- The Washington Times - Monday, November 5, 2012

Mitt Romney’s got the biker vote. Rolling Thunder, the exuberant nonprofit membership organization for motorcycle enthusiasts, military vets and old-school patriots are near unanimous in their support of Mr. Romney following a vote Saturday during a conference in the nation’s capital. Ninety percent of the delegates support Mr. Romney. The biggest motivation? Executive director Artie Muller cites the group’s concerns over veterans’ rights and benefits, the ongoing push for the return of prisoners of war and troops still missing in action, and support of wounded warriors.

“Coast to coast, pass this information to members on the importance of voting for the Romney/Ryan ticket,” Mr. Mueller tells his membership. More than 500,000 of them, incidentally, came to Washington in May for the group’s 25th annual Memorial Day ride.


Mitt Romney “has a path to 270 electoral votes, but no room for error,” predicts Suffolk University in Massachusetts, based on polling numbers from bellwether areas in Ohio and New Hampshire. Mr. Romney leads President Obama 47 percent to 43 percent in Lake County, Ohio. He also leads the president in the wee towns of Epping and Milford, N.H., 49 percent to 47 percent, respectively. The university’s bellwether model has been used since 2002 and is 95 percent accurate in predicting outcomes but is not designed to predict margin of victory.

“What better place to decide this presidential election than on the banks of Lake Erie?” asks David Paleologos, director of the political research center on the Boston campus, who notes that the Ohio bellwether has correctly predicted the last four presidential elections.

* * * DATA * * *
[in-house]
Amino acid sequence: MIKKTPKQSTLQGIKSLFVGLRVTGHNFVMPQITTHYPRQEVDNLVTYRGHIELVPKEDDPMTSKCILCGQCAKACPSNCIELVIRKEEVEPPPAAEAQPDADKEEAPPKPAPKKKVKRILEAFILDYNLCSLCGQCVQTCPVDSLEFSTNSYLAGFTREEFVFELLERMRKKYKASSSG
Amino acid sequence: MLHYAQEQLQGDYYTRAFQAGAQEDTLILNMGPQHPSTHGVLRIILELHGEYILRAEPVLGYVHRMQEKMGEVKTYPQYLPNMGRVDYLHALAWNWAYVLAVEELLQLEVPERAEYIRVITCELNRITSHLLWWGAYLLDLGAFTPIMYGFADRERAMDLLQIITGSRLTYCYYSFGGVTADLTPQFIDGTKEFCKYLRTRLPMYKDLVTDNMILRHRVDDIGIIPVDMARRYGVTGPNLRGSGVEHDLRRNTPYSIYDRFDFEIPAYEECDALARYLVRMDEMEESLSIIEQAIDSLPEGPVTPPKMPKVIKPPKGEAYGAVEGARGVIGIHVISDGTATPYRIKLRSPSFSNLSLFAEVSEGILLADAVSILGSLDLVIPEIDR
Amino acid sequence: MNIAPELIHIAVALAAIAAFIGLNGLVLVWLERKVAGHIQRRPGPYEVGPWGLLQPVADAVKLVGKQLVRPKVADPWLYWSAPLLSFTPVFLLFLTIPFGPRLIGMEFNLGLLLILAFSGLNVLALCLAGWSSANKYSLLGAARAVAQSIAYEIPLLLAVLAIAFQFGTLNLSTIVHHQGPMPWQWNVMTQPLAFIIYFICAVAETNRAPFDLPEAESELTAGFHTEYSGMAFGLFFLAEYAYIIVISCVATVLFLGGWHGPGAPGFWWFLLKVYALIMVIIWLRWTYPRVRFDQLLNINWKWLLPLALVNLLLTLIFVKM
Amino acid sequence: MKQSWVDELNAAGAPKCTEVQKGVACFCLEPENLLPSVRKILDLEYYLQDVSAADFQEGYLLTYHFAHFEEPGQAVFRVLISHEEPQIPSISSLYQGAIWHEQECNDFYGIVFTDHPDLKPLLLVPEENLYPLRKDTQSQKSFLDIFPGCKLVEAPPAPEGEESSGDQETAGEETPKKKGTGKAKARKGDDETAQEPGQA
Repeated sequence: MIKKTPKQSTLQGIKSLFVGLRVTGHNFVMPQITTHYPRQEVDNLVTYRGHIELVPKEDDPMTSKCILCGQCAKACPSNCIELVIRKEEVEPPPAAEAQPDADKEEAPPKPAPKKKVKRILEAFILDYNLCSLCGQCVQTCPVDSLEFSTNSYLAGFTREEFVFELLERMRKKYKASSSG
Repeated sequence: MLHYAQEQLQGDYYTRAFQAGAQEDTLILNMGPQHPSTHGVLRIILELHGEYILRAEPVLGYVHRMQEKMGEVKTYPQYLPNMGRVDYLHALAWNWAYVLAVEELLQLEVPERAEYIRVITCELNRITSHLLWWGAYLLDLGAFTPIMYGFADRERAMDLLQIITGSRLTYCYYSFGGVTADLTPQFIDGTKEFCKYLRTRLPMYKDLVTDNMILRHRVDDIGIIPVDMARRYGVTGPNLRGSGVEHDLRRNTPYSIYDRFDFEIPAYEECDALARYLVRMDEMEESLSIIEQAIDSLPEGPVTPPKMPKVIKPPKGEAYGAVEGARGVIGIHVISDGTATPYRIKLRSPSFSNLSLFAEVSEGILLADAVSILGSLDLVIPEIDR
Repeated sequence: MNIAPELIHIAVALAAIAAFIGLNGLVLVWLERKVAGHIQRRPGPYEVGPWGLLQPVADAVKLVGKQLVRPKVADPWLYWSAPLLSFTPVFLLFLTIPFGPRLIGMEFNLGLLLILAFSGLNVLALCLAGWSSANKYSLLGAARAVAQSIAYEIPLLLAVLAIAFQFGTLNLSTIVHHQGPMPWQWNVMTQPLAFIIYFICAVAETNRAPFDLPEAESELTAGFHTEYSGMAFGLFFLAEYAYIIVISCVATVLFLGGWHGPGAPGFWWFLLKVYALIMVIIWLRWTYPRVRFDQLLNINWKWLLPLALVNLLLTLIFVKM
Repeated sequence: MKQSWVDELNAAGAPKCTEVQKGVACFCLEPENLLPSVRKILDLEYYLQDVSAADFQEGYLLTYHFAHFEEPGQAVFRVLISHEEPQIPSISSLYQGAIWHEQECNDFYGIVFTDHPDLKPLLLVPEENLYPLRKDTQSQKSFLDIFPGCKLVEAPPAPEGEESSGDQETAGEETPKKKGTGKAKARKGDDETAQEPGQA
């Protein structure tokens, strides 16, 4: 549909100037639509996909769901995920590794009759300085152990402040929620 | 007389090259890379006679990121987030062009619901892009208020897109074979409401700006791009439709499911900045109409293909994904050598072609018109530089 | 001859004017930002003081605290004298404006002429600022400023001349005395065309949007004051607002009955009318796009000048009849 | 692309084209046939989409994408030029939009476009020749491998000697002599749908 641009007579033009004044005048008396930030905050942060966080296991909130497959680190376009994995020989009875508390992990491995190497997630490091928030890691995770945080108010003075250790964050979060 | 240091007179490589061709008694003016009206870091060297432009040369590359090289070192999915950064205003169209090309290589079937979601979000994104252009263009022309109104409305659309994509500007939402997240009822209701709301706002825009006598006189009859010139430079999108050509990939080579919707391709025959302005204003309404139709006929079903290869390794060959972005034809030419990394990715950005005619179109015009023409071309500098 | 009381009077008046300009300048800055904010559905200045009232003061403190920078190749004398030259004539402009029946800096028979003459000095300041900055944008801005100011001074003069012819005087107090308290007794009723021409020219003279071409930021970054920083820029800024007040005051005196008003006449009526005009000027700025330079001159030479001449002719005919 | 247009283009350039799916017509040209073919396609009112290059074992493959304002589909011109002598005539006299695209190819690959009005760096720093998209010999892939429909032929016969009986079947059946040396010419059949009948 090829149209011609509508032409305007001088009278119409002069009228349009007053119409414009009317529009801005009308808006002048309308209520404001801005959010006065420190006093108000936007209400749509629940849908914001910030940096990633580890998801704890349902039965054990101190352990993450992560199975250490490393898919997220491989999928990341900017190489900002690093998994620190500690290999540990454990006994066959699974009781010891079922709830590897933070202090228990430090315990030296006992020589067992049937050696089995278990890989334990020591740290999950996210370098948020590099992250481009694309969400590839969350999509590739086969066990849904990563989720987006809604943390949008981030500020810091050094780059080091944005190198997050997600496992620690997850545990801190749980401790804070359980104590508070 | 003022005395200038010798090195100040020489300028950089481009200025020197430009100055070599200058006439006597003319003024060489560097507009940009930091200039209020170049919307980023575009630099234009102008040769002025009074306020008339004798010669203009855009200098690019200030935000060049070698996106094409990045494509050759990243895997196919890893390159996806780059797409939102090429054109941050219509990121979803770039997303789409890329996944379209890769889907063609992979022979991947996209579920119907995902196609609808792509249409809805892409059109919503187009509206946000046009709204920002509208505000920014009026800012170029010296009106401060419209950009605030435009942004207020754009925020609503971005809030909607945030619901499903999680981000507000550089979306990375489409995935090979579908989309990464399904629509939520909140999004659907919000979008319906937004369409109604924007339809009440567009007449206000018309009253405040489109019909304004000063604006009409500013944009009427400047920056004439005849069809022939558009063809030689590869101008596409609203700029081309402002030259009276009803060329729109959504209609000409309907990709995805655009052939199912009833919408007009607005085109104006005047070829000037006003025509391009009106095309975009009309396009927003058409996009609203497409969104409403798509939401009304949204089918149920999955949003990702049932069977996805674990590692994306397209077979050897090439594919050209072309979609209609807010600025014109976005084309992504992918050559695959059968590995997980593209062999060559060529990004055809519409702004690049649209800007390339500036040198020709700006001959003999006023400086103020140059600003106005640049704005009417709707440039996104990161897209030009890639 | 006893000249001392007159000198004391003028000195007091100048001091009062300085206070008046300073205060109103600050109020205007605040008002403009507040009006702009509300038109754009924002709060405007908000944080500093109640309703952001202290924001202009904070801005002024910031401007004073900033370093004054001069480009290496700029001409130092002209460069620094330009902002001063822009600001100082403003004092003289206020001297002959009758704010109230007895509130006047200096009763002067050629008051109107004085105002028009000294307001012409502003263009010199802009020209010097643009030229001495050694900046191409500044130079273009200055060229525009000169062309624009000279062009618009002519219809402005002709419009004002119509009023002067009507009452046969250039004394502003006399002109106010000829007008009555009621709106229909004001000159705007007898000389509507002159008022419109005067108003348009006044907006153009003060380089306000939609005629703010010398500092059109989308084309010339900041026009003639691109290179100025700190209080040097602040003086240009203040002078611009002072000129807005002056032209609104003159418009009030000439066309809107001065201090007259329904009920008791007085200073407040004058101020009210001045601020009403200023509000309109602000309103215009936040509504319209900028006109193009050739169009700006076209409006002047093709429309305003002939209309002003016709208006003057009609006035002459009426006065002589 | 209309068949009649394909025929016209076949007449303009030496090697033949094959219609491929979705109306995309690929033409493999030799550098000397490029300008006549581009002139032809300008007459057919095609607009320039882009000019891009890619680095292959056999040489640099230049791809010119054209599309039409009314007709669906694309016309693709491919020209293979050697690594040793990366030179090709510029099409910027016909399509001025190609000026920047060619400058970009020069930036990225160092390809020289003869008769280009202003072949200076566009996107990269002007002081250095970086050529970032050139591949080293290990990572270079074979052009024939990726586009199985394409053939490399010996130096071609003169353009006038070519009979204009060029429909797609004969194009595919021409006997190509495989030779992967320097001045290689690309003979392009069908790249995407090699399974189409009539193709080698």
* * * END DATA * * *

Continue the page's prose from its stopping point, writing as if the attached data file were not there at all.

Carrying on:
Gallup, meanwhile, declares its “final allocated estimate of the race is 50 percent for Romney and 49 percent for Obama,” adding that both candidates hold “strong advantages among men and women, respectively, and are closely matched among political independents. This suggests that turnout of partisans could be particularly important in deciding the election, with Romney poised to benefit slightly more if they do, with 96 percent of Republicans backing him, as compared with Obama’s 93 percent support from Democrats.”


Yes, millionaire roots rocker Bruce Springsteen rode Air Force One with President Obama on Monday and declared it a “pretty cool experience,” this according to the official White House pool report. And like Mariah Carey, Ricky Martin, Jay-Z and other celebrity stars, he has done his bit in recent days to ensure that Mr. Obama remains in the White House as pundits and poll numbers collide over election outcome.

But some interesting numbers are in on “The Boss” himself.

Consider that in 2004, his campaign concert for presidential hopeful Sen. John F. Kerry attracted 80,000 people. Four years later, Mr. Springsteen’s big event for then-Sen. Obama also drew 80,000. But alas, on Monday, a Springsteen concert for Mr. Obama in the traditional liberal stronghold of Madison, Wis., unfolded before 18,000 fans.

“What does it mean? We’ll find out Tuesday,” suggests BuzzFeed political writer Zeke Miller.